• Eases regulatory burdens on businesses
  • Promotes proper recycling or disposal of hazardous waste batteries, pesticides, thermostats, and lamps which will reduce the amount of hazardous waste items in the municipal solid waste stream.
  • Provides for collection opportunities for communities and businesses

As part of the U.S. Environmental Protection Agency’s (EPA’s) commitment to reinvent environmental regulations, the Agency recently issued the ” Universal Waste Rule.” This rule is designed to reduce the amount of hazardous waste items in the municipal solid waste (MSW) stream, encourage recycling and proper disposal of certain common hazardous wastes, and reduce the regulatory burden on businesses that generate these wastes.

By reducing administrative requirements, this rule is expected to save companies more than $70 million per year in compliance costs and reduce the amount of time spent on paperwork requirements by over 500,000 hours per year.

Administrative reductions also would help encourage collection and recycling programs, thereby reducing the amount of these common hazardous items that are thrown into the trash by households and small businesses. Removing these materials from municipal landfills and incinerators will prevent a potential threat to public health and the environment.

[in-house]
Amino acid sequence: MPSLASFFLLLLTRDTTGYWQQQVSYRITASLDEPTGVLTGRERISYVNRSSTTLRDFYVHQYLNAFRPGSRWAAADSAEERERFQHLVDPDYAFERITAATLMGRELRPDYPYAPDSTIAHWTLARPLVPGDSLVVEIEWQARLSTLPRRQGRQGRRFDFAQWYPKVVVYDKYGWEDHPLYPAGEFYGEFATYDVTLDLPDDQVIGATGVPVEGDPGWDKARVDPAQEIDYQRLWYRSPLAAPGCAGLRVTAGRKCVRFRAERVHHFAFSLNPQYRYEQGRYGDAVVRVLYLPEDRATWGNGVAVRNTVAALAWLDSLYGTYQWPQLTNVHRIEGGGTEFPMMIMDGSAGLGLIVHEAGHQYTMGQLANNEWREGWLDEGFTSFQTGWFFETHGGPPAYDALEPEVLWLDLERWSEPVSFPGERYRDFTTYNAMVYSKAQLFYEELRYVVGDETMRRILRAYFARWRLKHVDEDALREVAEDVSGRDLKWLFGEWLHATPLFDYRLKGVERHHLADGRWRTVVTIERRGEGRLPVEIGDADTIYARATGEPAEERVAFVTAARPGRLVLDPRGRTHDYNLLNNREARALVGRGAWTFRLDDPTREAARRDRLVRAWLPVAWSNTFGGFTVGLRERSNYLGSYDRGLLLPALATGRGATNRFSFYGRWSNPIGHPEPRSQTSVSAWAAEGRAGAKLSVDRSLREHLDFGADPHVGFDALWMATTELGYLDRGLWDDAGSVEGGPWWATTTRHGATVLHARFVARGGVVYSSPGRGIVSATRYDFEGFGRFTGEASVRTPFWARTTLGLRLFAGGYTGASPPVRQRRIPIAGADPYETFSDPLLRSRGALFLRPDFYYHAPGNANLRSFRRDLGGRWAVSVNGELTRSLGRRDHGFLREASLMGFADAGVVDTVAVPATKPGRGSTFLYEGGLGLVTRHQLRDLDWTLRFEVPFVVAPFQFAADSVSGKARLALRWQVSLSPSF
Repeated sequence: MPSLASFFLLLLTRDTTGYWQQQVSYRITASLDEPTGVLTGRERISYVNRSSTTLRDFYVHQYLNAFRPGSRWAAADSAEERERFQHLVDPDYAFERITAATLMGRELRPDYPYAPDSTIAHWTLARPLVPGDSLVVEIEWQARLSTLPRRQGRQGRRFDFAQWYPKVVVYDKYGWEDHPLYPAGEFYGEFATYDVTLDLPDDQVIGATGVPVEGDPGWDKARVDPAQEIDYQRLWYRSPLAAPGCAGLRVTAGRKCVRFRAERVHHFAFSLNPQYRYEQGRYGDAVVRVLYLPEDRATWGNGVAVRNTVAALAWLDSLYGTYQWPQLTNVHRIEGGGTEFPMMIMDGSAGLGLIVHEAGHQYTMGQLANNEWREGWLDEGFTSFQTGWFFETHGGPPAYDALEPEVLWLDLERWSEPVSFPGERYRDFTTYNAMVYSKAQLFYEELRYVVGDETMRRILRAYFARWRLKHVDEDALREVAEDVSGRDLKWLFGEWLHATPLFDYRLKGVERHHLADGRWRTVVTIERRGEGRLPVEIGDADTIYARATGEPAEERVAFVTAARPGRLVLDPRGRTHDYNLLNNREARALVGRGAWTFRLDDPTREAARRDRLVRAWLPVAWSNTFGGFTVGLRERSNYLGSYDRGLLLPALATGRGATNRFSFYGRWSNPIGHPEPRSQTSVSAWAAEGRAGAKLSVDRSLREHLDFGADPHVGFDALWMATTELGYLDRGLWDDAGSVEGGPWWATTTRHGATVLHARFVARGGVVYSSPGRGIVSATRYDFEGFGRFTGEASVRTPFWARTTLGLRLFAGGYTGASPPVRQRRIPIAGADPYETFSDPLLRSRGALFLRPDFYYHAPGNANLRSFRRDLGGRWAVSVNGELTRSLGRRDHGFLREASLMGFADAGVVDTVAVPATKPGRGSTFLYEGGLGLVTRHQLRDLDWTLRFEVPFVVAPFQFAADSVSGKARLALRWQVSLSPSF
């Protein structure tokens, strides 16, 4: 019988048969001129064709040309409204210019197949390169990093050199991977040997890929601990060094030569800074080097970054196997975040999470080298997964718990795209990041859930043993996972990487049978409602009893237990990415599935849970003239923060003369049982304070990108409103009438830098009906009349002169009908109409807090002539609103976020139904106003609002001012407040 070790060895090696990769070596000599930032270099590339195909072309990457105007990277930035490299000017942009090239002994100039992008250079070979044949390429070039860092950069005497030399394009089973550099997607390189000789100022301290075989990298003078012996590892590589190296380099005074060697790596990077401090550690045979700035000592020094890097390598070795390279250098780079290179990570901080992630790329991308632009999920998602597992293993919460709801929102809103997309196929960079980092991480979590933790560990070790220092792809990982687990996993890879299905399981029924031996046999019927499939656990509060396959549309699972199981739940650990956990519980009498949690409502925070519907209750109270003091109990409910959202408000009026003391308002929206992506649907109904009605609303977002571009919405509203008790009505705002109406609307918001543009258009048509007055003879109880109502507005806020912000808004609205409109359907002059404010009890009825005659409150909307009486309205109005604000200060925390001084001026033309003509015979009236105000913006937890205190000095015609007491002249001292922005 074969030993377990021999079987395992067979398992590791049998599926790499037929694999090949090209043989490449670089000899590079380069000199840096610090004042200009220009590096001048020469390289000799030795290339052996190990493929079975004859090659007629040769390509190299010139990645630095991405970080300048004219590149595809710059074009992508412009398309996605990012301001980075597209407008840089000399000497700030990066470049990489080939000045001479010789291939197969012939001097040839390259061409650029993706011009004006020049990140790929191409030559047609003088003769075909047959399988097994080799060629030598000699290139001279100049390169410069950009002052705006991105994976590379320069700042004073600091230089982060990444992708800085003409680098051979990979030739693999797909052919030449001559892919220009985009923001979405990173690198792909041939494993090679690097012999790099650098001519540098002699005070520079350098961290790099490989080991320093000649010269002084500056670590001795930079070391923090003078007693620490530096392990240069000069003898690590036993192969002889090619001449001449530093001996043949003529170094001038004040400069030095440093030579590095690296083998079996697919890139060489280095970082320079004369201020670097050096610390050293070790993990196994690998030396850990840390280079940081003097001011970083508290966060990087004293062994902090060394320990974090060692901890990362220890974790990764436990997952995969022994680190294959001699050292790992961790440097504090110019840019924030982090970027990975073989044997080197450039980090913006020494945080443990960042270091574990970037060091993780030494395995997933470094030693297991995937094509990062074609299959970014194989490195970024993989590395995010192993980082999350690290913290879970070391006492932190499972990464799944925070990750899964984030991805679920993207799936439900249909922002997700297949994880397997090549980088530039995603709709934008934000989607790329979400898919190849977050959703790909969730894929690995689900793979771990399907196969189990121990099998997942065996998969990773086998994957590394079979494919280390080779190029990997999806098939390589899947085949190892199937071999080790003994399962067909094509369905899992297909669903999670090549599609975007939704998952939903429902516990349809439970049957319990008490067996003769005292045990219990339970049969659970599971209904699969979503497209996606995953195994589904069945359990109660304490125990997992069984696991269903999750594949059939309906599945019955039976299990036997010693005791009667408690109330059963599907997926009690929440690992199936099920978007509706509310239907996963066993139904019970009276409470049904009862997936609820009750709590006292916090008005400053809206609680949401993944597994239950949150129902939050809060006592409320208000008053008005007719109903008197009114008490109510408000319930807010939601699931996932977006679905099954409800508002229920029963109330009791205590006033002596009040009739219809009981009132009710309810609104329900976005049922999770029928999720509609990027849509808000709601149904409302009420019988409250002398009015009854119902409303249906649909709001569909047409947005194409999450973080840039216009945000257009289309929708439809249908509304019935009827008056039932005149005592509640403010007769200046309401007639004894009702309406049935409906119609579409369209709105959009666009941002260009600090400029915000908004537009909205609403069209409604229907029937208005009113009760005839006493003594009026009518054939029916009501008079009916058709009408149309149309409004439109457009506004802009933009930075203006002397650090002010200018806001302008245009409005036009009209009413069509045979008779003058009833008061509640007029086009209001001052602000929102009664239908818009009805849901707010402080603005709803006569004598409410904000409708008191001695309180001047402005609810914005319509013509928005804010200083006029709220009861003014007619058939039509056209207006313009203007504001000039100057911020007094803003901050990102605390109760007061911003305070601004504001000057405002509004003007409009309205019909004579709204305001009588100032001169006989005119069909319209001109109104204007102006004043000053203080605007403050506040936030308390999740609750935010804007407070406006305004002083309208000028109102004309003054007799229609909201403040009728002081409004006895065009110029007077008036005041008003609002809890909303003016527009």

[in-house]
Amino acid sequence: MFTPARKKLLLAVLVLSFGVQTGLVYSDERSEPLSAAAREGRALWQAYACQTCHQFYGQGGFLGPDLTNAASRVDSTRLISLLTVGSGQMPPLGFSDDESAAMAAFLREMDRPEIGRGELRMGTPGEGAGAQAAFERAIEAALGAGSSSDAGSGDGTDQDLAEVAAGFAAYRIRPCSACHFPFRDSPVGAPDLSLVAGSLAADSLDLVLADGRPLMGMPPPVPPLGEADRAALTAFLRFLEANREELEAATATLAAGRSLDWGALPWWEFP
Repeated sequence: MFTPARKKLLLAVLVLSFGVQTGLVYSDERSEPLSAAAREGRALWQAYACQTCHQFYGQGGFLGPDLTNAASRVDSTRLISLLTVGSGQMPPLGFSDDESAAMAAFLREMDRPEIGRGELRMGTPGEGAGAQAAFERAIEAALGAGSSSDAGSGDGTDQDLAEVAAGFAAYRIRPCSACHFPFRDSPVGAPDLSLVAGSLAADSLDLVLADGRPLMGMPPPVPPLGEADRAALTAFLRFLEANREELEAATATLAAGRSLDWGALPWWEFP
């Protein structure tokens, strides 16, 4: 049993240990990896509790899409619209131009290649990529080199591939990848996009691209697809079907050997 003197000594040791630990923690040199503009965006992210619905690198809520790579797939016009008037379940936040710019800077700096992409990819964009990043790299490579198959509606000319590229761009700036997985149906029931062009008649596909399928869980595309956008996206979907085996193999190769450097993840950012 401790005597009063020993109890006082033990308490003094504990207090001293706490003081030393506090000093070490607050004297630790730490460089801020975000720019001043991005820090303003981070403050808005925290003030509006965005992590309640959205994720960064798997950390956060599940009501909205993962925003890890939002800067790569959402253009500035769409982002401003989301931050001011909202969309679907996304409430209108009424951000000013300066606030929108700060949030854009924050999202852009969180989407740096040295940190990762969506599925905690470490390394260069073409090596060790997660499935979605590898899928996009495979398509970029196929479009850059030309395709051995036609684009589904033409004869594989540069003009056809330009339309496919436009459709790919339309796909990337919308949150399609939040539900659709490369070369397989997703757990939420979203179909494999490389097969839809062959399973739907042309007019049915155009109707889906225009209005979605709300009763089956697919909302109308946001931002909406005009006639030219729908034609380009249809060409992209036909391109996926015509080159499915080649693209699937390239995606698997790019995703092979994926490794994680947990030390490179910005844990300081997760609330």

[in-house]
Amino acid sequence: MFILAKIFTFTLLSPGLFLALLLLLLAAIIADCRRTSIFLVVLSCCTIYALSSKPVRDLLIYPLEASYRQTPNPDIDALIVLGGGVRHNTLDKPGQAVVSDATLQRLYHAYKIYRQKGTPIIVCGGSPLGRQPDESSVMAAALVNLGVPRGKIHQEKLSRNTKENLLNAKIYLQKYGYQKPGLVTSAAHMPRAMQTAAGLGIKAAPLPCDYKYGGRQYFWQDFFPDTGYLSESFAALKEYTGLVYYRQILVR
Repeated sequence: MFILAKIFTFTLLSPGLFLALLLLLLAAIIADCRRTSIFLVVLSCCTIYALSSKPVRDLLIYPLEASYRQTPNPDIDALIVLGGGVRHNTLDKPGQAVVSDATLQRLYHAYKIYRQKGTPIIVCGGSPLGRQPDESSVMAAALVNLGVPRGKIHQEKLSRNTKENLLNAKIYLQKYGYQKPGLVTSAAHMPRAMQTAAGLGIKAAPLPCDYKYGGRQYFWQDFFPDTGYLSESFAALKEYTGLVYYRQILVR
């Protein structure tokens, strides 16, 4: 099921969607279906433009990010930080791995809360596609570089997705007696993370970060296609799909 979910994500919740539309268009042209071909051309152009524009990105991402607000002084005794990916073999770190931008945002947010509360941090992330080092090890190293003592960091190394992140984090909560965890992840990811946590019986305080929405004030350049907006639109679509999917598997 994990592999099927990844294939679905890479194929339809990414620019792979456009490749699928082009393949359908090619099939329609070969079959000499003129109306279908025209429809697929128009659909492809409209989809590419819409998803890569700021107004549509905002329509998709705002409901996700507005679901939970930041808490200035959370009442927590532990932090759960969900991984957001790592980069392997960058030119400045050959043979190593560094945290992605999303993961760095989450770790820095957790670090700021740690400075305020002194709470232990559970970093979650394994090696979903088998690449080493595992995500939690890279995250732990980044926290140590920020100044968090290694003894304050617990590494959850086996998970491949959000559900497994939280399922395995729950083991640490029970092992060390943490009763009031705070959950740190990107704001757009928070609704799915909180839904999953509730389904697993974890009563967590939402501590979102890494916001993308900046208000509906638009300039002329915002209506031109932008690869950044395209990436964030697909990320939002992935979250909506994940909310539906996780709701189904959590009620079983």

Universal wastes include:

  • Lamps, which typically contain mercury and sometimes lead, and are found in businesses and households. Examples of common types of lamps include fluorescent, high intensity discharge (HID), neon, mercury vapor, high pressure sodium, and metal halide lamps.
  • Batteries such as nickel-cadmium (Ni-Cd) and small sealed lead-acid batteries, which are found in many common items in the business and home setting, including electronic equipment, mobile telephones, portable computers, and emergency backup lighting.
  • Cathode Ray Tubes, the video display components of television and computer monitors, typically contain lead. Mercury is contained in several types of instruments that are commonly used by electric utilities, municipalities, and households. Among others, these devices include barometers, meters, temperature gauges, pressure gauges, sprinkler system contacts, and parts of coal conveyor systems.
  • Thermostats, which can contain as much as 3 grams of liquid mercury and are located in almost any building, including commercial, industrial, agricultural, community, and household buildings.
    Agricultural pesticides that have been recalled or banned from use, are obsolete, have become damaged, or are no longer needed due to changes in cropping patterns or other factors. They often are stored for long periods of time in sheds or barns.


Universal wastes are generated by small and large businesses that are regulated under RCRA and have been required to handle these materials as hazardous wastes.